AI system for granting UK visas is biased, rights groups claim

Always a challenge with AI, ensuring that the algorithms do not replicate or create bias:

Immigrant rights campaigners have begun a ground-breaking legal case to establish how a Home Office algorithm that filters UK visa applications actually works.

The challenge is the first court bid to expose how an artificial intelligence program affects immigration policy decisions over who is allowed to enter the country.

Foxglove, a new advocacy group promoting justice in the new technology sector, is supporting the case brought by the Joint Council for the Welfare of Immigrants (JCWI) to legally force the Home Office to explain on what basis the algorithm “streams” visa applicants.

The two groups both said they feared the AI “streaming tool” created three channels for applicants including a “fast lane” that would lead to “speedy boarding for white people”.

The Home Office has insisted that the algorithm is used only to allocate applications and does not ultimately rule on them. The final decision remains in the hands of human caseworkers and not machines, it said.

A spokesperson for the Home Office said: “We have always used processes that enable UK Visas and Immigration to allocate cases in an efficient way.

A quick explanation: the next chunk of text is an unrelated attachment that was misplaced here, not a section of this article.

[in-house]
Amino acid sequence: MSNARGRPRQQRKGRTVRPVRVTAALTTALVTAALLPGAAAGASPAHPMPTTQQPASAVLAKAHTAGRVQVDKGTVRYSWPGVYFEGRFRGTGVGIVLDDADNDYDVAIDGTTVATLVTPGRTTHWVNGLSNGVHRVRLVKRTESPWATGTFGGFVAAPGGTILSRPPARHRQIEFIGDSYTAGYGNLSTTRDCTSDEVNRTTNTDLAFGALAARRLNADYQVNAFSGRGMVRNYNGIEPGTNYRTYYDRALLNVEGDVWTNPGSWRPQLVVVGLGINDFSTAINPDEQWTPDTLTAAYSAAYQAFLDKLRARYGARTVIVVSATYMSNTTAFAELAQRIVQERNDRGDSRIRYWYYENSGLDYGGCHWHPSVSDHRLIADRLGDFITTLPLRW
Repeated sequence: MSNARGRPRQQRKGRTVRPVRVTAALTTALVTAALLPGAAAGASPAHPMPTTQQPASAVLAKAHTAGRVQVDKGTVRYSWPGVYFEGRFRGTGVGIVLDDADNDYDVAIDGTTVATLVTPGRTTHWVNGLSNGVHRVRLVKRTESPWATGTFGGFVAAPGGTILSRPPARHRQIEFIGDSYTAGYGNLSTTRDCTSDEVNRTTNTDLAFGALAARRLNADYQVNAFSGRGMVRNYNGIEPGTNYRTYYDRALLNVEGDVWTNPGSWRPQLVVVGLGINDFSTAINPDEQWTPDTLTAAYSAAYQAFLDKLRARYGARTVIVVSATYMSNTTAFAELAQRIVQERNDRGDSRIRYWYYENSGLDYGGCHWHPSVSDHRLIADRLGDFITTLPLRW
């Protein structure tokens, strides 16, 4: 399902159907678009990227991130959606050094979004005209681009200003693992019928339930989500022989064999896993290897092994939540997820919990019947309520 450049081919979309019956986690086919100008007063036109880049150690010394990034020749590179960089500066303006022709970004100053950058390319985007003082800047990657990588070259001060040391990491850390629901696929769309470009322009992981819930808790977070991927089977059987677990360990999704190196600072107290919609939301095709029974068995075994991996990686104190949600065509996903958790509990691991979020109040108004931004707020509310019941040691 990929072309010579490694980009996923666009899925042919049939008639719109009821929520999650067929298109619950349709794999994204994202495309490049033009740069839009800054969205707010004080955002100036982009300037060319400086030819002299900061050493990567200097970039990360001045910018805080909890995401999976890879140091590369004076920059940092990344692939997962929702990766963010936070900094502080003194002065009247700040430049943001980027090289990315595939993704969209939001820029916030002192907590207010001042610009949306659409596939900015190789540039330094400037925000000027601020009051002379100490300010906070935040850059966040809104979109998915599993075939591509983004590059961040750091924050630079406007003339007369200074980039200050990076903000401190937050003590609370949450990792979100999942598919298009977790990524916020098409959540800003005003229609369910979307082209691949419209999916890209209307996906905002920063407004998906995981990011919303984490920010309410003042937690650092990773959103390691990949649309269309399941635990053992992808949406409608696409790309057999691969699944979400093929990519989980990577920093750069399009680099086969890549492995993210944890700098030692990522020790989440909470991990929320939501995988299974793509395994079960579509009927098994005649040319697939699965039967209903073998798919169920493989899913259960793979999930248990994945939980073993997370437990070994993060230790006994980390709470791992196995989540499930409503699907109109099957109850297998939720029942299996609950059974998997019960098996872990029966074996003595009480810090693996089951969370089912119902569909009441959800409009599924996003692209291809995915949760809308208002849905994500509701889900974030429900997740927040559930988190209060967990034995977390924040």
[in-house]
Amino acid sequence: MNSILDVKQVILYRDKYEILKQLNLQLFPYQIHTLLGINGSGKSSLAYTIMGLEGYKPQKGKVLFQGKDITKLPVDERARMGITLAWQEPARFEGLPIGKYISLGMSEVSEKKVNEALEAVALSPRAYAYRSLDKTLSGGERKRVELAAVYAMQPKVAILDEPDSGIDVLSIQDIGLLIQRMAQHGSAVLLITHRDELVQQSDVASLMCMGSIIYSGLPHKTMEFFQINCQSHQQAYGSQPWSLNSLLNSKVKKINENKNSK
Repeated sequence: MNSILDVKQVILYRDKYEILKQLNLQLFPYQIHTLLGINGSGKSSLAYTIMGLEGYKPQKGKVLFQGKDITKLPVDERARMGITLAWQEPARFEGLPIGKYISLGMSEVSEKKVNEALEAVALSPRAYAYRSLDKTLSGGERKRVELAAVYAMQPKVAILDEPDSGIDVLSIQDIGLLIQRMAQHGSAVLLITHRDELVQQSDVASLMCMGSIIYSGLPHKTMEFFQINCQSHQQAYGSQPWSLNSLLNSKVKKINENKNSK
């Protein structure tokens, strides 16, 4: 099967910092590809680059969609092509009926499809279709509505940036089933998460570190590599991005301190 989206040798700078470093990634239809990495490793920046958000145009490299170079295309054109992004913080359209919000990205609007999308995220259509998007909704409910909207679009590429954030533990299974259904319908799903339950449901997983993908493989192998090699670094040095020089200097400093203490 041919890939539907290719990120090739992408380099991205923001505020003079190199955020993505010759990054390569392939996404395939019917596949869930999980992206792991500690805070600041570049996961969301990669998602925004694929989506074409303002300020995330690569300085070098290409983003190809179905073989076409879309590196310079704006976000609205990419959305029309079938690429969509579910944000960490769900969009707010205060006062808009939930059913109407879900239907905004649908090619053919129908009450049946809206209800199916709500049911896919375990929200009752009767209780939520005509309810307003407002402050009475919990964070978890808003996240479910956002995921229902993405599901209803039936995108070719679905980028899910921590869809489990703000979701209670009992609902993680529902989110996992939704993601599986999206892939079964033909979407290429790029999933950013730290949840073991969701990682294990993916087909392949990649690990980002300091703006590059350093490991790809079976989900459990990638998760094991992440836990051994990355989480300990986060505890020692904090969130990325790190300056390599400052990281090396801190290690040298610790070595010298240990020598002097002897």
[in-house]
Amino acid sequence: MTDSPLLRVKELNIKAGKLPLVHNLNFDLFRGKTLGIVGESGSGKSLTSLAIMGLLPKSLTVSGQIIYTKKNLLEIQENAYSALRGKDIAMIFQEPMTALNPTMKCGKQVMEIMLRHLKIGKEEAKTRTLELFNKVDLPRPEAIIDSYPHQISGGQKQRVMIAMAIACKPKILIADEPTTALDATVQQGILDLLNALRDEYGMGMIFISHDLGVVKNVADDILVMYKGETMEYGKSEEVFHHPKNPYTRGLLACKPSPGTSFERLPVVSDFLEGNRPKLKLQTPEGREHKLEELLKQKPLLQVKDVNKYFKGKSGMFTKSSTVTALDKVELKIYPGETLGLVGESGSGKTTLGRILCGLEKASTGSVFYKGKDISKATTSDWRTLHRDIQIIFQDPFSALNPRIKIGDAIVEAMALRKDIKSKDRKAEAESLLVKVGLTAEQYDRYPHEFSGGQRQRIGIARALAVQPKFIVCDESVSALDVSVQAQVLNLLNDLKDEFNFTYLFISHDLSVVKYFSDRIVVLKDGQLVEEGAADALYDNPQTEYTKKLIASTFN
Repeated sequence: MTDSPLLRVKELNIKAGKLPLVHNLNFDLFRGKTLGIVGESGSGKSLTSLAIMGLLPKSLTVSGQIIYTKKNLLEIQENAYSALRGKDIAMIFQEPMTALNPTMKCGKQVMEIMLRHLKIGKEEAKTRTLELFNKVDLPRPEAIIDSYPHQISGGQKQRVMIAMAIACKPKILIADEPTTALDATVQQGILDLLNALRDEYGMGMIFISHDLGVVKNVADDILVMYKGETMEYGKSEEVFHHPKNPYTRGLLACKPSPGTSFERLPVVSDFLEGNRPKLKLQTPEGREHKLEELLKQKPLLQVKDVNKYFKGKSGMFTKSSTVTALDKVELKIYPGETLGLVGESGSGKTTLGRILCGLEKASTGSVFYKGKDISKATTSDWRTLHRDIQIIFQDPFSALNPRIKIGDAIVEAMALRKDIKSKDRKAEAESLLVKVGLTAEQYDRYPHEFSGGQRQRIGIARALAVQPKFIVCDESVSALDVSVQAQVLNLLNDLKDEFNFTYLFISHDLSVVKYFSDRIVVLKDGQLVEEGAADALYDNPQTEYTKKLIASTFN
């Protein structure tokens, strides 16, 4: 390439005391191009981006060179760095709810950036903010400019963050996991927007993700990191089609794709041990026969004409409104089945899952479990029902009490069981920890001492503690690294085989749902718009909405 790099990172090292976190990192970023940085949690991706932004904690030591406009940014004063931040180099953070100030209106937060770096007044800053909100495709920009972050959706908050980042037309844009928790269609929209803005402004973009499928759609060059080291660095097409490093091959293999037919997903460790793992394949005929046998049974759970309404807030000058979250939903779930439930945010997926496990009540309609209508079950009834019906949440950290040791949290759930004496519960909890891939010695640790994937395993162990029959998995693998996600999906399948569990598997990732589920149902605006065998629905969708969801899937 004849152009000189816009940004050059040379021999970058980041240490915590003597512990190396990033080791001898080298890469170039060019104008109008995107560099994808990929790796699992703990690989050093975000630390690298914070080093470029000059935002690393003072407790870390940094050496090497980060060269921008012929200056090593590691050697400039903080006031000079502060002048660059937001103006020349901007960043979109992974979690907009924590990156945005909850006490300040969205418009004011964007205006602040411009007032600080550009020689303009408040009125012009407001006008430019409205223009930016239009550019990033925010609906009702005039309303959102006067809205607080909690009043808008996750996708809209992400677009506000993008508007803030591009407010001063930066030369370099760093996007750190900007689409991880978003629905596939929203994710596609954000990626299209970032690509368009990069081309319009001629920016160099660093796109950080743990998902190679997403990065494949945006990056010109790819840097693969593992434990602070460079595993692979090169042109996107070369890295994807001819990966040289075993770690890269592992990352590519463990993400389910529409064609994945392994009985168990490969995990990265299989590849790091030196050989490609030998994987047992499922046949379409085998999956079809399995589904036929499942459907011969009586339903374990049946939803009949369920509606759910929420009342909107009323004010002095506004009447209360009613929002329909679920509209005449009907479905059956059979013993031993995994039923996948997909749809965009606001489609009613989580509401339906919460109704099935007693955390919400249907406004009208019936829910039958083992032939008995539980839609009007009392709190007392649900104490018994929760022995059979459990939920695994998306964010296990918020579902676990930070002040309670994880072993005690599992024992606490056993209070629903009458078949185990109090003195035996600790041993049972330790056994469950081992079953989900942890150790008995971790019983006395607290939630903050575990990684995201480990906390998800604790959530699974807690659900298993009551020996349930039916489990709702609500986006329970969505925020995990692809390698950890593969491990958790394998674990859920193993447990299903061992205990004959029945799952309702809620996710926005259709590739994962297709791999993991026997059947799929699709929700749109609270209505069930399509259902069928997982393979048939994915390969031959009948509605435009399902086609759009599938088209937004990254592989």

“The streaming tool is only used to allocate applications, not to decide them. It uses data to indicate whether an application might require more or less scrutiny and it complies fully with the relevant legislation under the Equalities Act 2010.”

Cori Crider, a director at Foxglove, rejected the Home Office’s defence of the AI system.

Source: AI system for granting UK visas is biased, rights groups claim

About Andrew
Andrew blogs and tweets public policy issues, particularly the relationship between the political and bureaucratic levels, citizenship and multiculturalism. His latest book, Policy Arrogance or Innocent Bias, recounts his experience as a senior public servant in this area.

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